Even then, customs will not be responsible for the investigation, and can only detain the suspected goods for 20 working days after which, without a notice of court-assisted detainment, it would have to release the goods.

OEM TRADEMARK RISKS

Original equipment manufacturing (OEM) refers to scenarios where domestic processors apply trademark logos provided by foreign clients to their processed goods, then export all such products to be sold overseas.

In most cases, the logos are legally trademarked in the clients’ origin countries/regions, but may not be registered in China, leading to risks of infringing identical or similar domestically registered trademarks.

Regarding infringement of OEM goods, it is also noteworthy that courts are increasingly inclined to dismiss OEM as not constituting trademark use within the meaning of the Trademark Law, which means there can be no infringement. However, this rule is not yet clarified so customs will generally seize first and leave the court to make a follow-up judgment.

In view of this, OEM processors should take the time to find out if brands they are dealing with have been registered in China. When necessary, they are encouraged to communicate and confirm with customs lest, after all the cost and effort put into their production, the goods are detained during export or even found to be infringing.

BEWARE OF SCAMS

Usual infringement scams mainly target foreign brands without registration in China. After pirating a foreign trademark by way of “squatting”, the infringer often makes an archival filing with customs so as to “snipe” all products of the original brand and demand authorisation fees or settlement fees.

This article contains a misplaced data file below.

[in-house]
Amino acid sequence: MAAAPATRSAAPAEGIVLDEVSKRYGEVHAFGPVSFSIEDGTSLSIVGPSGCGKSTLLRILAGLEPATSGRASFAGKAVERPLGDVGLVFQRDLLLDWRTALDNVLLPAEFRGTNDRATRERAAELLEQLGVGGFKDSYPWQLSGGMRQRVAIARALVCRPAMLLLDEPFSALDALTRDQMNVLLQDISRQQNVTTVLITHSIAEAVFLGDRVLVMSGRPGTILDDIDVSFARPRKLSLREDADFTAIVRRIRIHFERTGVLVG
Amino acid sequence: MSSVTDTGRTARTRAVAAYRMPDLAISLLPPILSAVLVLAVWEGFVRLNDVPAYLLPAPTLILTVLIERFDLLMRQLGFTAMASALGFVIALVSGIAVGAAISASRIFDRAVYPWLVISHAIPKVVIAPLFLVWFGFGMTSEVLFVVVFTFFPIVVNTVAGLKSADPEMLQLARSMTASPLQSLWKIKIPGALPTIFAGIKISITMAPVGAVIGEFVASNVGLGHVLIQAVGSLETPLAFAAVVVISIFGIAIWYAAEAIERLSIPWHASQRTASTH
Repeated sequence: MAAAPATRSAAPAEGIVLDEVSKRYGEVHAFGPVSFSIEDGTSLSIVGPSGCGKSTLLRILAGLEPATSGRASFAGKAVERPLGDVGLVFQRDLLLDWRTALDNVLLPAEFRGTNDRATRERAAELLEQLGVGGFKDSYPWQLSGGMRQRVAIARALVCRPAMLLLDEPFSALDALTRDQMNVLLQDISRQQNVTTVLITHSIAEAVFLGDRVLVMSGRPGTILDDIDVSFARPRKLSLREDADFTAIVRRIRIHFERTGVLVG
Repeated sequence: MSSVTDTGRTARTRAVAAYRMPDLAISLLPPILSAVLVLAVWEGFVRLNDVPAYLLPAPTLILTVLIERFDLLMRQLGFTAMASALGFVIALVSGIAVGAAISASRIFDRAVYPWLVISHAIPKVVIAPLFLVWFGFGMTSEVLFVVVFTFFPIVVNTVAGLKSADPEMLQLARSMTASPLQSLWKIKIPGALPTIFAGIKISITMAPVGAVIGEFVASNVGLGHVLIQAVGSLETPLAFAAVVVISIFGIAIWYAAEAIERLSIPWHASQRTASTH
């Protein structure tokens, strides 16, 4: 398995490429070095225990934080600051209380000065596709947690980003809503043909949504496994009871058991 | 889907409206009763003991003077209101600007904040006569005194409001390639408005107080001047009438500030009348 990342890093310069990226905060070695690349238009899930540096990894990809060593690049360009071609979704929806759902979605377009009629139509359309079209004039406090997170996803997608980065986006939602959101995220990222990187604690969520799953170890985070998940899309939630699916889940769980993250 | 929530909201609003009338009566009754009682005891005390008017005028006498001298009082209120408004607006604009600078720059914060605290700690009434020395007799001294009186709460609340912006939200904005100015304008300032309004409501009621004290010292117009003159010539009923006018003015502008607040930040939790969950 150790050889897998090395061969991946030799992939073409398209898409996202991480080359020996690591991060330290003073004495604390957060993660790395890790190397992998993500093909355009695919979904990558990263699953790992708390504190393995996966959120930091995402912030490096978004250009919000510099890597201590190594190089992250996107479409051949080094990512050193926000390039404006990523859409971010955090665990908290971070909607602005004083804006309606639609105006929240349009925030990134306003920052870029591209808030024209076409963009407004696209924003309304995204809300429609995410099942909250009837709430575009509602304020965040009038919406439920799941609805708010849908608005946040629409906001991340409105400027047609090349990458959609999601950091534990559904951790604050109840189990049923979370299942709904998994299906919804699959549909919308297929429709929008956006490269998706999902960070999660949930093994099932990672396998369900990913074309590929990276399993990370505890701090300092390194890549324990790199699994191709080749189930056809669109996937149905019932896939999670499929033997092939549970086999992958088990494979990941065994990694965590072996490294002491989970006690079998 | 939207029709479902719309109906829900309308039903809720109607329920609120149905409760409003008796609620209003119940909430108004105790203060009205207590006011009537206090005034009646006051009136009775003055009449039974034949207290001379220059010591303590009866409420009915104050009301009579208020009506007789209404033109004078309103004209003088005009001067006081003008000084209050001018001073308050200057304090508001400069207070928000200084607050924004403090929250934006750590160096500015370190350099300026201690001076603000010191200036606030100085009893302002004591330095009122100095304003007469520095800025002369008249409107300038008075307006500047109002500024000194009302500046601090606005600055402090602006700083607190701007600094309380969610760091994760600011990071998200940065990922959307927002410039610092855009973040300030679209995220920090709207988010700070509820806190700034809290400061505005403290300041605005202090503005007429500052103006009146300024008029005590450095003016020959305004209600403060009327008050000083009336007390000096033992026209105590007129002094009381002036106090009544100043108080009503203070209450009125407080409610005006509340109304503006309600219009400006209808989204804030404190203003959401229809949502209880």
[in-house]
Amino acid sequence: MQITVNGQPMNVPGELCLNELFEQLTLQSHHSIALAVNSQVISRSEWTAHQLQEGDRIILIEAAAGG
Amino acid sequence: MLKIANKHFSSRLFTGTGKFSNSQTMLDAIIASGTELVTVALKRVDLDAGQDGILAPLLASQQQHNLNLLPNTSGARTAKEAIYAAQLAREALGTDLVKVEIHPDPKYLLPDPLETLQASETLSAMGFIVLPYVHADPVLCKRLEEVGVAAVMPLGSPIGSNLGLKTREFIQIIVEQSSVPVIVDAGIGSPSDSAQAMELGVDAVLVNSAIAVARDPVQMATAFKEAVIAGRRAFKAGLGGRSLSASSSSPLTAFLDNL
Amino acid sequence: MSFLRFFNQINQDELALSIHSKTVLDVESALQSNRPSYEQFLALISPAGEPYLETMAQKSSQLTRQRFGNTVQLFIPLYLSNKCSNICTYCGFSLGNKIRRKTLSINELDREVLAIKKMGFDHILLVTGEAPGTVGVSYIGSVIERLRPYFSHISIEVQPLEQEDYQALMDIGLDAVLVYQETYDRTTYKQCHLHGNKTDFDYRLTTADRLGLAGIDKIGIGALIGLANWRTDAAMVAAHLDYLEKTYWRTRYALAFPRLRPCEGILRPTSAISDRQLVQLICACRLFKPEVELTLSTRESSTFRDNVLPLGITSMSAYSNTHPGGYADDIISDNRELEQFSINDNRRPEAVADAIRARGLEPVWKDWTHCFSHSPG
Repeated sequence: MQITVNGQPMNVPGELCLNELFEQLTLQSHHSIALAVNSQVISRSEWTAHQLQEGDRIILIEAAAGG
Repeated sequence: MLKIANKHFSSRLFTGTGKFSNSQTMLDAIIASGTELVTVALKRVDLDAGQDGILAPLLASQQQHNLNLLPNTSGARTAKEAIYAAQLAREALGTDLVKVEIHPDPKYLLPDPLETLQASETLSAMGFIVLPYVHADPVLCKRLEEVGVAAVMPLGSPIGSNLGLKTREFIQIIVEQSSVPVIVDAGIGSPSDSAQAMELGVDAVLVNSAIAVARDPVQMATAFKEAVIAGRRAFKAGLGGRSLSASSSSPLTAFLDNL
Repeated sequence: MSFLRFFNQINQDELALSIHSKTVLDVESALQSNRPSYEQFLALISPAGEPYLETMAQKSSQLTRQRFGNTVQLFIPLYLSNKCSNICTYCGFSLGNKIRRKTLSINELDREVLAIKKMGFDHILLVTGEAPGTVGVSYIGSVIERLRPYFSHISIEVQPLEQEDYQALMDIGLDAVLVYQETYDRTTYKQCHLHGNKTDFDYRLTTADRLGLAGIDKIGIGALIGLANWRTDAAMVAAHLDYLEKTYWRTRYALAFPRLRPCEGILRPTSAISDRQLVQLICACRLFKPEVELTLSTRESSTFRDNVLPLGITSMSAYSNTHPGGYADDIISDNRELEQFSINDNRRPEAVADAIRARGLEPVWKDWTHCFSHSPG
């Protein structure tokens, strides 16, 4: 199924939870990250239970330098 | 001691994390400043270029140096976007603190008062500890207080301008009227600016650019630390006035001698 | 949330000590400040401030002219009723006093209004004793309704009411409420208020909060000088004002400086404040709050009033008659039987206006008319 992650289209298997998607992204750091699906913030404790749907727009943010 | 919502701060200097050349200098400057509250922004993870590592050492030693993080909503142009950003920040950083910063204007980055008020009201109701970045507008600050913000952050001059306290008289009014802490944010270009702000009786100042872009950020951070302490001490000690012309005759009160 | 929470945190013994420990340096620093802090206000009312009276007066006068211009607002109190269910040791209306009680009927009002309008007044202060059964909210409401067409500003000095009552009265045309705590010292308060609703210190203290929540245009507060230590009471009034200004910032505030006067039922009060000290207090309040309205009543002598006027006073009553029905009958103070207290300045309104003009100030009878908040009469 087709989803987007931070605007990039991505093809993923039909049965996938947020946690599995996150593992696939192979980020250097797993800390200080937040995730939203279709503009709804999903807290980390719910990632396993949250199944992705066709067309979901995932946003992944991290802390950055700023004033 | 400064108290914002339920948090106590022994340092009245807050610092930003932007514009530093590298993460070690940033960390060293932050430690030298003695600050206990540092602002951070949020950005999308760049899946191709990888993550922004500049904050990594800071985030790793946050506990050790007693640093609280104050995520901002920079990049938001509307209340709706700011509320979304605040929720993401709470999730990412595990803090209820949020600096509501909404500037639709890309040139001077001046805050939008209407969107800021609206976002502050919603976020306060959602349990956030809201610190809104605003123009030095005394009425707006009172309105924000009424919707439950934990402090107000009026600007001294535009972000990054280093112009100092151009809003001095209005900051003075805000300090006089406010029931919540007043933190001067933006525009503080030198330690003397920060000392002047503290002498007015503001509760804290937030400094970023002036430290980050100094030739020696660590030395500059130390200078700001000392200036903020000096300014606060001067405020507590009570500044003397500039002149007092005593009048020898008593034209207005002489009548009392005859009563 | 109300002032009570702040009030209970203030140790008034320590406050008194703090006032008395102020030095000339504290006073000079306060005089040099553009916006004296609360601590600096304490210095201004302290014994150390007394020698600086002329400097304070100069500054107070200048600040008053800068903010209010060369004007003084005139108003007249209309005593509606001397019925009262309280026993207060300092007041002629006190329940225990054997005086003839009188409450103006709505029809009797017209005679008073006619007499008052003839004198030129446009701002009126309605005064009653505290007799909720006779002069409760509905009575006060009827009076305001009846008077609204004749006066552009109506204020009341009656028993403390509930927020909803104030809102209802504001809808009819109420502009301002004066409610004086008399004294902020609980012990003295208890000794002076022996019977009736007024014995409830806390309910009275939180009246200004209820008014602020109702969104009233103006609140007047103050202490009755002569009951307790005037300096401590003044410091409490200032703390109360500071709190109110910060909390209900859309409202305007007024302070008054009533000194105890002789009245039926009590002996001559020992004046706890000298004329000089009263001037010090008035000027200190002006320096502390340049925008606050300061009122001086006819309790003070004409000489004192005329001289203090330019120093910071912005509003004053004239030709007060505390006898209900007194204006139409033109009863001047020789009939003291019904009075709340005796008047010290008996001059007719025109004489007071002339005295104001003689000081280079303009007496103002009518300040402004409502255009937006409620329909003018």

For this reason, foreign brands are strongly advised to register for trademark protection as soon as they enter the Chinese market. If their trademark is pirated, they may seek recourse by applying for invalidation. Even if the goods are wholly exported, they can still benefit from the protection accorded by domestic registration, which is something companies should, but often fail to, consider.

In recent years, the author has also noticed a new form of infringement scam during the provision of import/export legal services.

In this case, while the trademark is already registered, the infringer further registers the text/image from the company’s trademark as copyright, then files for archiving with customs. When products of the relevant brand are to be exported, the infringer requests customs for copyright protection, prompting the customs to temporarily seize the goods.

While a cursory investigation would be sufficient to release the goods, it could still take a few days, during which the infringer will claim “authorisation fees” to the company.

In these situations, companies should never give in to infringers’ demands. Instead, they only need to co-operate with customs calmly and actively, provide all material as required, and wait for the goods to be released with the shortest delay. Naturally, in order to solve the problem once and for all, they can likewise apply for invalidation to eliminate the infringers’ unjust copyright.


Tom Tang is a senior partner and director of the Contract Dispute Resolution Business Centre at Joint-Win Partners. He can be contacted by phone at +86 156 1800 2308 or by e-mail at tangmeng@joint-win.com